How important is method in our study and interpretation of the Bible? What are the methods or hermeneutical principles one can employ? How can we effectively interpret the Bible so that it might speak to our contemporary times? This unit will survey the many approaches, methods and hermeneutical principles employed by readers and practitioners (Historical-Critical, Literary, Feminist, Queer, Ecological, Liberational, Postcolonial, Postmodern, Psychological, Popular Culture, Disability, etc) of the Bible; explore the questions raised by them and assess both their strengths and weaknesses. The course will instruct how these methods are applied to select texts from the Old Testament and the New Testament as test cases to encourage the students to appreciate not only the variety of methods but also the multiplicity of meaning inherent within the Biblical text.

Unit code: BS3010P

Unit status: Approved (Major revision)

Points: 18.0

Unit level: Undergraduate Level 3

Unit discipline: Biblical Studies

Proposing College: Pilgrim Theological College

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Learning outcomes


Describe the history of biblical interpretation


Identify and discuss some of the approaches, hermeneutical principles, methods and practices of biblical interpretation


Analyze and describe the key assumptions of a selection of methods (schools, approaches, and perspectives) of biblical criticism


Understand and appreciate the context of those methods as well as one’s own cultural contexts in the process of biblical interpretation


Apply these methods in their reading and interpretation of Biblical texts

Unit sequence

A foundational Unit (18 points) in OT AND A foundational unit (18 points ) in NT


Readings and Lectures

Indicative Bibliography

  1. Davies, Eryl W. Biblical criticism: A Guide for the Perplexed. London: Bloomsbury, T & T Clark, 2013.
  2. Deppe, Dean B. All Roads Lead to the Text: Eight Methods of Inquiry into the Bible. Grand Rapids, Michigan/Cambridge, U.K.: William B. Eerdmans Publishing Company, 2011.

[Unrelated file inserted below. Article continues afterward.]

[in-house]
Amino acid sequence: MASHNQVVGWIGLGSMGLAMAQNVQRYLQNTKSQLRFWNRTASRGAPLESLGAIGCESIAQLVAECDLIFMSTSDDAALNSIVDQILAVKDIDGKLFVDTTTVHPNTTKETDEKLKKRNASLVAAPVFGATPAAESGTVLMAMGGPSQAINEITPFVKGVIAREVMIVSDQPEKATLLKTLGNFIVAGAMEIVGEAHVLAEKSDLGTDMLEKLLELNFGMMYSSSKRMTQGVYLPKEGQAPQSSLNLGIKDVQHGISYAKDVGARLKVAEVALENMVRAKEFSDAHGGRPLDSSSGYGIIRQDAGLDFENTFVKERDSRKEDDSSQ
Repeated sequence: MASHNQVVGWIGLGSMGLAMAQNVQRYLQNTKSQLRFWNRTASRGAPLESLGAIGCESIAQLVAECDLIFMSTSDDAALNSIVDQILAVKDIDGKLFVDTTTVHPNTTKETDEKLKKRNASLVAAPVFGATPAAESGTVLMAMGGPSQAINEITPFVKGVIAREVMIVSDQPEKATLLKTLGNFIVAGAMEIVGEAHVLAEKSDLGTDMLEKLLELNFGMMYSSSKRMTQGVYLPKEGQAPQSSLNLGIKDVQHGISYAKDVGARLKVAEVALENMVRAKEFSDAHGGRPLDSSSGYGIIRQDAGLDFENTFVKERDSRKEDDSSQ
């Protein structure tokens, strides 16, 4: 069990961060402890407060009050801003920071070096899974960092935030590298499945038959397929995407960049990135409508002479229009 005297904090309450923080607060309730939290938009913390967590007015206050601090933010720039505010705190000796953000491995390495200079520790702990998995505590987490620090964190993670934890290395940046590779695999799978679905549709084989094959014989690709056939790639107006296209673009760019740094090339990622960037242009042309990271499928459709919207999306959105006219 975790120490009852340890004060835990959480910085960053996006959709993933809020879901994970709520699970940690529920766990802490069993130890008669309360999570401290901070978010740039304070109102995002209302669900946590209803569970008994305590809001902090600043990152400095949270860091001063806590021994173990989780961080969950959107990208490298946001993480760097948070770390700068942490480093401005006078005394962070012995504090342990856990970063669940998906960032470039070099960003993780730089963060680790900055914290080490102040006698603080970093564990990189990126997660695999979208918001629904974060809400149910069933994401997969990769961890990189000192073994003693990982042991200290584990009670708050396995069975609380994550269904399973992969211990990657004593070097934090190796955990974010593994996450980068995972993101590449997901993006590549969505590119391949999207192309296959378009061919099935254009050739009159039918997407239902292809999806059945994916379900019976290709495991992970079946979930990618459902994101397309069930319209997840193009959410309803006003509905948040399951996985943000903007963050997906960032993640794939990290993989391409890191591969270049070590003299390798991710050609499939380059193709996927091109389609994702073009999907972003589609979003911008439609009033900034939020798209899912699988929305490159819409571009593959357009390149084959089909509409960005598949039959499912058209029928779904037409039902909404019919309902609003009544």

3. Gillingham, S. E. One Bible: Many Voices: Different Approaches to Biblical Studies London: SPCK, 1998.
  4. Havea, Jione (ed.). Sea of Readings: The Bible in the South Pacific. Atlanta: SBL, 2018.
  5. Havea, Jione (ed.). Scripture and Resistance. New York: Lexington, 2019.
  6. Havea, Jione and Monica J. Melanchthon (eds). Bible Blindspots: Dispersion and Othering. Eugene: Pickwick, 2021.
  7. McKenzie, Stephen L. and John Kaltner (Eds). New Meanings for Ancient Texts: Recent approaches to Biblical Criticisms and their Applications. Louisville, Kentucky: Westminster John Knox Press, 2013.
  8. Schüssler- Fiorenza, Elisabeth, (ed.). Searching the Scriptures: A Feminist Introduction, New York: Crossroad Publishing Company, 2000.
  9. Sugirtharajah, R. S. Voices from the Margin: Interpreting the Bible in the Third World. Revised and Expanded Third Edition, Maryknoll, New York: Orbis, 2006.
  10. Saul M. Olyan, Disability in the Hebrew Bible: Interpreting Mental and Physical Differences, Cambridge University Press, 2008.


Type Description Word count Weight (%)
Exegetical Essay - Exegetical Essay

Exegetical Essay 5000 Words

5000 100.0

Unit approved for the University of Divinity by Maggie Kappelhoff on 21 Sep, 2021

Unit record last updated: 2021-09-21 11:10:27 +1000